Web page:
London is one of the most exciting cities in the world and has lots of tourist attractions. While it is a big challenge to explore all the tourist attractions of London in person, it is quite possible to do it from the comfort of your desk, and all within an hour.
Greater London is a metropolis consisting of 32 districts called borough. Of these 32, we shall look at the tourist attractions of London within the three most important boroughs, namely the City of London, the City of Westminster, and the Royal Borough of Kensington and Chelsea, all located on the North Bank of the River Thames. These three boroughs are located one next to the other, with the City of London – also called the Square Mile – at the east, the City of Westminster in the middle, and the Royal Borough of Kensington and Chelsea to the west.
The City of London is the core of Greater London. It is also the oldest part of London, and has been around since Roman times. While the other parts of what is today London was rural countryside and villages, the City of London was already established. Within this part of London are tourist attractions such as the Tower of London and St Paul's Cathedral.
The Tower of London is a medieval fortress. It is a famous tourist attraction, and visitors come to watch the Beefeaters, as the guards are called. Many famous people have been imprisoned and executed here, including kings and queens that have lost favour. Crossing the Thames in front of the Tower of London is one of the most famous bridges in the capital, Tower Bridge. This iconic bridge is often mistaken for London Bridge, which is just a short distance away.
In recent times, the borough of the City of London has reinvented itself as a major global financial centre. Although many major corporations have their offices in Canary Wharf to the east, the City of London nonetheless is the core area for commerce. It is also one of the few places in London with a high concentration of skyscrapers. One of the most distinctive is the Swiss Re Building, also known as 30 St Mary Axe.
St Paul's Cathedral, seat of the Bishop of London, is also located in the City of London. The present building, designed by famous 17th century architect Christopher Wren, was completed in 1708. The Millennium Bridge, a modern pedestrian bridge, spans the Thames in direct view of St Paul's Cathedral. Other landmarks within the City of London include Old Bailey, the criminal courthouse, and St Mary-le-Bow Church, famous because people born within earshot of its bells can consider themselves a true Cockney.
Leaving the City of London, we enter the City of Westminster. In medieval times, the City of Westminster was just a village. Today however, it contains the seat of government, with the Palace of Westminster, which is the British Parliament Building, as well as other government offices located here. Also within the City of Westminster is Buckingham Palace, residence of the Queen, and 10 Downing Street, residence of the Prime Minister.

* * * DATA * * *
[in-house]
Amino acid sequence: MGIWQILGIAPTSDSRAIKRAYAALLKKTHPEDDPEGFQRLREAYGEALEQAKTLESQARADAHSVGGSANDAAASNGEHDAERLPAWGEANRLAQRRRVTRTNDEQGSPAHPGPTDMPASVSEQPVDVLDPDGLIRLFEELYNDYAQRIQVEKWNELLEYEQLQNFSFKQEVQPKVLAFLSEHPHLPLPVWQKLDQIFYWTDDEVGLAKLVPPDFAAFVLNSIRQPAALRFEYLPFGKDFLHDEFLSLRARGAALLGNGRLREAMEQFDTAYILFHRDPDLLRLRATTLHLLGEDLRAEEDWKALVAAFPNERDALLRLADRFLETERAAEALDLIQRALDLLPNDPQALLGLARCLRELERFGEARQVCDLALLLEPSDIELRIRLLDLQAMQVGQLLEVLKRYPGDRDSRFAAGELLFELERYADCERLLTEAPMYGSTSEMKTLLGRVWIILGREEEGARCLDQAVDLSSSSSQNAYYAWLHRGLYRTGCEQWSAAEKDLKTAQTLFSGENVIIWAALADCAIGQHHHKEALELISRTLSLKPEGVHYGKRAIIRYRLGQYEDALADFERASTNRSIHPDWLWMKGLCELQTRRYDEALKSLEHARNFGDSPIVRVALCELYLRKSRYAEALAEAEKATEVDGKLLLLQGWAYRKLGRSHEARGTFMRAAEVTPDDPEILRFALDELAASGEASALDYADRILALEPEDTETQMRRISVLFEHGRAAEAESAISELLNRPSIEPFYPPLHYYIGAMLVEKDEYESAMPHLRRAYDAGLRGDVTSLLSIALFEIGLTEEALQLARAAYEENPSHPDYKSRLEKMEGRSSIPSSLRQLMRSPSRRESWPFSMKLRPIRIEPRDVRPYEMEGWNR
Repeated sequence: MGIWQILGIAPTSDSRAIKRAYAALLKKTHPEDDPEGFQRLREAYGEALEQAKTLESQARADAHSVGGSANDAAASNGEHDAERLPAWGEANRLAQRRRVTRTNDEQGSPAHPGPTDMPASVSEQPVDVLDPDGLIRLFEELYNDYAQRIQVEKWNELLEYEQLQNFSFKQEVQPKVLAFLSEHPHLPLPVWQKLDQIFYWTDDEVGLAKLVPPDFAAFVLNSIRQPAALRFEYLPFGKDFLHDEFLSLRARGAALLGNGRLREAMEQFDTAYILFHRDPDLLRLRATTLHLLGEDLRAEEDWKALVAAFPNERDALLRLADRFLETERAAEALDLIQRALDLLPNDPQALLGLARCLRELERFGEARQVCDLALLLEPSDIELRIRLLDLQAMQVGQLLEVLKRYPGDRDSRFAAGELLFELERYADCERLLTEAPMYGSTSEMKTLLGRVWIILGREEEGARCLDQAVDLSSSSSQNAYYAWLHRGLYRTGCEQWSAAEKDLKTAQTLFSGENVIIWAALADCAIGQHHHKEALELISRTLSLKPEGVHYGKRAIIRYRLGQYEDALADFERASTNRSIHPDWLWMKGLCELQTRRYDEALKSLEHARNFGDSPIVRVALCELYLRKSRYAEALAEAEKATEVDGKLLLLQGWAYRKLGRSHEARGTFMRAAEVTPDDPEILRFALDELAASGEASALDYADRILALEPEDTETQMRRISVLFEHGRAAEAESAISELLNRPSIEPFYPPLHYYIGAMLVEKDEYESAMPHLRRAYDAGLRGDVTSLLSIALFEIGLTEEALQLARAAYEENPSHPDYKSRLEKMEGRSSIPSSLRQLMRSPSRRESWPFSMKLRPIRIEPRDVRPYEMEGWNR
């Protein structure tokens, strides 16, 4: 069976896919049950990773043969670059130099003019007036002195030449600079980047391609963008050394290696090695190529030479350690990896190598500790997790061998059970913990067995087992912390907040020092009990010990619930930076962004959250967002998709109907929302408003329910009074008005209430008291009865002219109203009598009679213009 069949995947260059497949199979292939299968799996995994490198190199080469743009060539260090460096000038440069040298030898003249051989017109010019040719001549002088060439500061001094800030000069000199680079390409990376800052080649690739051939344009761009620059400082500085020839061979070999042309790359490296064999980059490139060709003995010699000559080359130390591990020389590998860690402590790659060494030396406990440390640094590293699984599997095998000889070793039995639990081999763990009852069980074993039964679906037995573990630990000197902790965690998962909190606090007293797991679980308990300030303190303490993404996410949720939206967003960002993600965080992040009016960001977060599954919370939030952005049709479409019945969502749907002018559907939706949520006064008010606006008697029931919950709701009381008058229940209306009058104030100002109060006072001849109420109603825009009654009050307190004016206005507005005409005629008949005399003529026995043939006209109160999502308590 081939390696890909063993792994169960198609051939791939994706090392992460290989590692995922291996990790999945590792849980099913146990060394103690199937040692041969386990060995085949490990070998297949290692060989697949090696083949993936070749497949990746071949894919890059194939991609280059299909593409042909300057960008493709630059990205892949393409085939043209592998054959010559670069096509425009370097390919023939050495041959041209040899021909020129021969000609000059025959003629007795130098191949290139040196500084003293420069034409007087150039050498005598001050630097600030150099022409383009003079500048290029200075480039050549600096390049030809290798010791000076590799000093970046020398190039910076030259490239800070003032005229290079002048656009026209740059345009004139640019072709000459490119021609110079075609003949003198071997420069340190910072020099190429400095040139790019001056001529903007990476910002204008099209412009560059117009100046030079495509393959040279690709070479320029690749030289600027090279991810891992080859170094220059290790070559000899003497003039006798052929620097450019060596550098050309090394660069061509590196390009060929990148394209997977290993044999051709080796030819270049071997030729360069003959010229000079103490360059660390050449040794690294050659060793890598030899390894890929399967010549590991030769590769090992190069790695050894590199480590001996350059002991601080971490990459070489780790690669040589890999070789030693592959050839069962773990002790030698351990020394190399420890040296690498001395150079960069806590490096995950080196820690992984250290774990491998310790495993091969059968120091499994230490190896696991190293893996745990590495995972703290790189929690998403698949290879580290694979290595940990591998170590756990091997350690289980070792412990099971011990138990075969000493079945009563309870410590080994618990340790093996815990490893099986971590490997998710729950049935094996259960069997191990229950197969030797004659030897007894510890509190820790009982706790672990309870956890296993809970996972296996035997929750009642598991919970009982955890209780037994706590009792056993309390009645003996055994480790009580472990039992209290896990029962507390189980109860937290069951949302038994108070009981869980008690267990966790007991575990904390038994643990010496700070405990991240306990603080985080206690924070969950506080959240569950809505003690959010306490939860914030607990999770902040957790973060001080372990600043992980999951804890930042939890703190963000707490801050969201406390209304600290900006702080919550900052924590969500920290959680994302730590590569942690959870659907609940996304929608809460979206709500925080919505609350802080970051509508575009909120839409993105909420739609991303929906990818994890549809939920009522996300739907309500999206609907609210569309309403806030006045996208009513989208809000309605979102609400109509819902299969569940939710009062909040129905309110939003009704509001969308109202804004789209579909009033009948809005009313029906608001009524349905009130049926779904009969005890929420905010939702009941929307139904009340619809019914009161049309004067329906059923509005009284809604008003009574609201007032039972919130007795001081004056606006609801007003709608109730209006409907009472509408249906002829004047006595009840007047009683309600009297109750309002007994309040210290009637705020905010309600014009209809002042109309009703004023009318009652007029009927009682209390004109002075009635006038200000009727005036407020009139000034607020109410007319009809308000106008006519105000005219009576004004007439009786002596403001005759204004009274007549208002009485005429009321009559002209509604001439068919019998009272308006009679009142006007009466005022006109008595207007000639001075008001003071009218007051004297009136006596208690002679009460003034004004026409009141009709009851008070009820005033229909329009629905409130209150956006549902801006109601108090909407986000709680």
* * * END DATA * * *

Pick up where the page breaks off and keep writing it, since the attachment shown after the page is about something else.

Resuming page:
There are plenty of tourist attractions here. The most important public place in London is Trafalgar Square. A short distance away is Charing Cross, regarded as the very centre of London. From Trafalgar Square, we can admire Nelson's Column, and then visit the National Gallery. Close by is St Martin-in-the-Fields, an Anglican church and landmark. On the otherside of Trafalgar Square is the Admiralty Arch, through which leads the processional promenade, called the Mall, heading towards Buckingham Palace.
Within the vicinity of Buckingham Palace are more tourist attractions. Right in front of it is Victorial Memorial, erected in memory of Queen Victoria. Other royal residences nearby include St James's Palace and Clarence House.
There are many royal parks in London. Along the Mall, we see St James's Park. Beyond it is the Horse Guards Parade Building, with London Eye, one of the biggest Ferris Wheels in the world, partially visible from across the River Thames. From St James's Park, the parkland continues unbroken westwards, through Green Park and Queen's Garden in front of Buckingham Palace, through Buckingham Palace Garden into Hyde Park and Kensington Gardens.
There are many tourist attractions in Hyde Park and Kensington Gardens. Exploring them alone will take a few hours, or even the whole day. On the northeastern corner of Hyde Park is the Marble Arch and Speakers' Corner. Closer to the southwestern edge of Hyde Park is the Princess of Wales Memorial, dedicated to Princess Diana. It is located south of the Serpentine Lake and opened in 2004.
The Royal Borough of Kensington and Chelsea is an affluent residential community, and home to several noted museums and shopping districts. Among the museums include the Natural History Museum, the Victoria and Albert Museum, and the Science Museum. Royal Albert Hall and Albert Memorial, both constructed in memory of Prince Albert, Queen Victoria's beloved consort, are also located here. They are on either sides of Knightbridge. At the junction of Knightsbridge and Brompton Road is one of the most famous department stores in the world, Harrods.
What we have covered is just a small selection of tourist attractions of London. Visit EarthDocumentary to view many more sights in London.